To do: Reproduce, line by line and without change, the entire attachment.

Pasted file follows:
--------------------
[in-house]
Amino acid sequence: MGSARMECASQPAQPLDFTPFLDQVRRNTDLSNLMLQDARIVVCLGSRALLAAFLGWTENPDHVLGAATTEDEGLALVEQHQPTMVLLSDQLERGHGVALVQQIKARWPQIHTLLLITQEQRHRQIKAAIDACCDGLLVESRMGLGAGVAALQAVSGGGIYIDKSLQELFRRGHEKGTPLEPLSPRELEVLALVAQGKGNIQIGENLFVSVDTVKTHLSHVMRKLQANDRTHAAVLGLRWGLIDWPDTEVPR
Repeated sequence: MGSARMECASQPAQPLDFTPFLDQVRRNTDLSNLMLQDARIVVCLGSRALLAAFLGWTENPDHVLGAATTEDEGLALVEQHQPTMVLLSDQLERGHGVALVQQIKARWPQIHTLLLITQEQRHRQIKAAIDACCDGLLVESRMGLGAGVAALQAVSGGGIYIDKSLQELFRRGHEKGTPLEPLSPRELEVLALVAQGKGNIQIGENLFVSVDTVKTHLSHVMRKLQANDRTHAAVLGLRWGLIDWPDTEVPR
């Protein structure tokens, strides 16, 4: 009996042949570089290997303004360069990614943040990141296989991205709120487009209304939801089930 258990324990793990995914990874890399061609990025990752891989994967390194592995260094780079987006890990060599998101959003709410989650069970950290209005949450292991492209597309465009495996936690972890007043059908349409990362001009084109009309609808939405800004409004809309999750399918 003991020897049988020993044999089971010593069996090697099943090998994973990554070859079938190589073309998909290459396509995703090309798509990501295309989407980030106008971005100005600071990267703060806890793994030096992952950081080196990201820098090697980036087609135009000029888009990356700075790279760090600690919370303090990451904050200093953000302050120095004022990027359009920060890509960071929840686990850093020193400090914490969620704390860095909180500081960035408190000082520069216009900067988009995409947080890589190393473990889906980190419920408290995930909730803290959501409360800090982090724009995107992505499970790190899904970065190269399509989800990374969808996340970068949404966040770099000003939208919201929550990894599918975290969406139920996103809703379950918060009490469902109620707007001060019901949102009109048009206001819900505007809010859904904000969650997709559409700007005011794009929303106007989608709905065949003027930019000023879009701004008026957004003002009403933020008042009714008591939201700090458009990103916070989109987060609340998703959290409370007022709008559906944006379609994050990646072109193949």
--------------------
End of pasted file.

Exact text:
[in-house]
Amino acid sequence: MGSARMECASQPAQPLDFTPFLDQVRRNTDLSNLMLQDARIVVCLGSRALLAAFLGWTENPDHVLGAATTEDEGLALVEQHQPTMVLLSDQLERGHGVALVQQIKARWPQIHTLLLITQEQRHRQIKAAIDACCDGLLVESRMGLGAGVAALQAVSGGGIYIDKSLQELFRRGHEKGTPLEPLSPRELEVLALVAQGKGNIQIGENLFVSVDTVKTHLSHVMRKLQANDRTHAAVLGLRWGLIDWPDTEVPR
Repeated sequence: MGSARMECASQPAQPLDFTPFLDQVRRNTDLSNLMLQDARIVVCLGSRALLAAFLGWTENPDHVLGAATTEDEGLALVEQHQPTMVLLSDQLERGHGVALVQQIKARWPQIHTLLLITQEQRHRQIKAAIDACCDGLLVESRMGLGAGVAALQAVSGGGIYIDKSLQELFRRGHEKGTPLEPLSPRELEVLALVAQGKGNIQIGENLFVSVDTVKTHLSHVMRKLQANDRTHAAVLGLRWGLIDWPDTEVPR
């Protein structure tokens, strides 16, 4: 009996042949570089290997303004360069990614943040990141296989991205709120487009209304939801089930 258990324990793990995914990874890399061609990025990752891989994967390194592995260094780079987006890990060599998101959003709410989650069970950290209005949450292991492209597309465009495996936690972890007043059908349409990362001009084109009309609808939405800004409004809309999750399918 003991020897049988020993044999089971010593069996090697099943090998994973990554070859079938190589073309998909290459396509995703090309798509990501295309989407980030106008971005100005600071990267703060806890793994030096992952950081080196990201820098090697980036087609135009000029888009990356700075790279760090600690919370303090990451904050200093953000302050120095004022990027359009920060890509960071929840686990850093020193400090914490969620704390860095909180500081960035408190000082520069216009900067988009995409947080890589190393473990889906980190419920408290995930909730803290959501409360800090982090724009995107992505499970790190899904970065190269399509989800990374969808996340970068949404966040770099000003939208919201929550990894599918975290969406139920996103809703379950918060009490469902109620707007001060019901949102009109048009206001819900505007809010859904904000969650997709559409700007005011794009929303106007989608709905065949003027930019000023879009701004008026957004003002009403933020008042009714008591939201700090458009990103916070989109987060609340998703959290409370007022709008559906944006379609994050990646072109193949």